Roshan Apna Ghar: A home, back home
The Roshan Apna Ghar scheme is the State Bank of Pakistan initiative for non-resident Pakistanis to acquire properties in their home country. Under the scheme, overseas Pakistanis can complete their transactions remotely and digitally with their investment being fully repatriable. The non-resident Pakistanis can now purchase or obtain financing for houses in Pakistan through the Roshan Digital Account.
The Roshan Apna Ghar scheme will open numerous real estate opportunities and allied industries like construction and housing. Considering the potential of this new scheme, the Iqbal Institute of Policy Studies (IIPS) organised a webinar titled “Roshan Apna Ghar: A home, back home.” This blog presents the findings of the webinar.
Concept of Roshan Apna Ghar and the Vision Behind It
The State Bank of Pakistan launched the Roshan Digital Accounts to facilitate overseas Pakistanis in connecting with the banking system of Pakistan. Overseas Pakistanis contribute handsomely to the country’s economy through remittances. Last year, the country saw an increase in remittances by 20 per cent, making the total remittances received around 24 billion USD. Under the RDA scheme, more than 2 million non-resident Pakistanis have been registered with the banking system, and more than 1100 accounts are being opened daily. Moreover, around USD 11 to 12 million are being remitted to RDA accounts daily. In total, USD 2.3 billion have been received since the launching of the RDA accounts. A large share of these remittances has also been invested in the Naya Pakistan Certificates, an instrument that offers attractive returns on investments.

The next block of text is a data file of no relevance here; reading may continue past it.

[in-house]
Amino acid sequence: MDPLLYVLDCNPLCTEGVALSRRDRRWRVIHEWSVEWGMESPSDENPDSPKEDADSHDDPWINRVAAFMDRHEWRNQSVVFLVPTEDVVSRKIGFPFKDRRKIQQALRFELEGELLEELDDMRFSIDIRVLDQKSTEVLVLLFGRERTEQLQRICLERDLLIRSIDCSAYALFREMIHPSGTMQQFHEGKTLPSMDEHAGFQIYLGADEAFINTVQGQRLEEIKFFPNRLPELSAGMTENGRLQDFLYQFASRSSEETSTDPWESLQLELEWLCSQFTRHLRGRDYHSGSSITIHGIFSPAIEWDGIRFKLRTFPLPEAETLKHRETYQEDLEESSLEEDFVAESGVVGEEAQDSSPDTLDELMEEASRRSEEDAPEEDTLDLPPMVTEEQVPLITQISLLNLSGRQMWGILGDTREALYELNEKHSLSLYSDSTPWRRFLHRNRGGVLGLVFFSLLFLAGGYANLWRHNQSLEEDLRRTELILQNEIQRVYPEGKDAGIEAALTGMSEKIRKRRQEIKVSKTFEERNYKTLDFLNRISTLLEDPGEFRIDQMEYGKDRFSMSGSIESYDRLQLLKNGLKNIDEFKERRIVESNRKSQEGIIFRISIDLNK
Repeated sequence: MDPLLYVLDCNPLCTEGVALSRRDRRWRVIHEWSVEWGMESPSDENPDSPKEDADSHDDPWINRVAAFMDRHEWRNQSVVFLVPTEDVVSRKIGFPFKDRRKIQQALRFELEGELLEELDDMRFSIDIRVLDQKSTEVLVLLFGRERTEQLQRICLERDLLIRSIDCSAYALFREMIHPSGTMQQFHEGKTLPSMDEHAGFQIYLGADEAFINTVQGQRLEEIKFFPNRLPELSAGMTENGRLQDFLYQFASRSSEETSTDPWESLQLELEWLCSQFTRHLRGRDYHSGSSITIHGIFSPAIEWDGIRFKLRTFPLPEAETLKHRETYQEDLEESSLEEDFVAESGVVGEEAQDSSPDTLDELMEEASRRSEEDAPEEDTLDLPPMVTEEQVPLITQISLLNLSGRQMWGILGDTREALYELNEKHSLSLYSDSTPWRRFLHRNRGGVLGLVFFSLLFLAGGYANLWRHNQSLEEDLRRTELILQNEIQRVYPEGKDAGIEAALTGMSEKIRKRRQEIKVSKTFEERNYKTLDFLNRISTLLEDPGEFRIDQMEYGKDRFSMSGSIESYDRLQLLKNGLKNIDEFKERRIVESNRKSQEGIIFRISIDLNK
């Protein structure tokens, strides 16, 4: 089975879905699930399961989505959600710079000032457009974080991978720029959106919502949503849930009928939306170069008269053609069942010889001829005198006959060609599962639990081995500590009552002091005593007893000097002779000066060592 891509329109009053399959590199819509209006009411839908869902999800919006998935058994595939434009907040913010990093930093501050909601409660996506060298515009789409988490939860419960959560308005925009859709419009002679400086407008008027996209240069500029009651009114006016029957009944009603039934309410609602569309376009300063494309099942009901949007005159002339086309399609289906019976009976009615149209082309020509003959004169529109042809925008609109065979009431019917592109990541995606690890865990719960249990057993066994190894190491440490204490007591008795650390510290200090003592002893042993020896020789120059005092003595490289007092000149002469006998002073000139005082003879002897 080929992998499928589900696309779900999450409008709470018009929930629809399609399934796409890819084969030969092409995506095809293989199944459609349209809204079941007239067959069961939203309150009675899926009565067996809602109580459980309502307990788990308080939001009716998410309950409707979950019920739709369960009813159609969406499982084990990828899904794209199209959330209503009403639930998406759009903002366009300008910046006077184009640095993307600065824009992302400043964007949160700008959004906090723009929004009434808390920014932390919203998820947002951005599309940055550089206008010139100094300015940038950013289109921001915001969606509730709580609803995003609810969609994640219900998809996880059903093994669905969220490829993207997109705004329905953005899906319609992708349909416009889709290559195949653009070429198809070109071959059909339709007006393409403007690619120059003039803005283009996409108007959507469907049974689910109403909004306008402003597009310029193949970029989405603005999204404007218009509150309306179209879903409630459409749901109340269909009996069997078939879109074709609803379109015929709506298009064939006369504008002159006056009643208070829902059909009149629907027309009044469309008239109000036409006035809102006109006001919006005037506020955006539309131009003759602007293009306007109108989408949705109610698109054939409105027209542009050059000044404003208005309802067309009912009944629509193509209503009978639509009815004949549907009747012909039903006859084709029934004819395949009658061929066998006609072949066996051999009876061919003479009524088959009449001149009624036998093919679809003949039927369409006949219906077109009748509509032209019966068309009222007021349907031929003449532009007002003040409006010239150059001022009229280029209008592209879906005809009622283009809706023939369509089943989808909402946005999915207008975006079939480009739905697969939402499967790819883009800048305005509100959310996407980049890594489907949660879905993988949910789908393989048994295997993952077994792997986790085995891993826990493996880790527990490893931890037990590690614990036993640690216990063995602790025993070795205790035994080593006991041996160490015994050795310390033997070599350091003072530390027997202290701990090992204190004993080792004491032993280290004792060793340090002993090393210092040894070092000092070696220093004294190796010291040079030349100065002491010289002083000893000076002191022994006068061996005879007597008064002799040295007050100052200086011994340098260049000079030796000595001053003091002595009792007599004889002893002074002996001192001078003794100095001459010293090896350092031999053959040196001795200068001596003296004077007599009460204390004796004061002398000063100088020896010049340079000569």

The Roshan Apna Ghar is an additional product under the Roshan Digital Accounts scheme. The aim is to provide a platform for overseas Pakistanis to invest in real estate digitally and remotely. The scheme also provides financing for purchasing or renovation of new or used homes in Pakistan. Traditionally, if overseas Pakistanis wished to invest in real estate back home, they had to come physically for market survey, inspection, and making transactions. With Roshan Apna Ghar, they now have the facility to request the bank to inspect and provide resources for investing in any property. Banks will be able to make evaluations and check the details of all beneficiaries, also confirming that no party to the transaction is on the UN’s terror watchdog list. If everything goes smoothly, the overseas investor can nominate any person to complete the sale and transfer of property on their behalf. Additionally, it must be kept in mind that all these processes are now digital.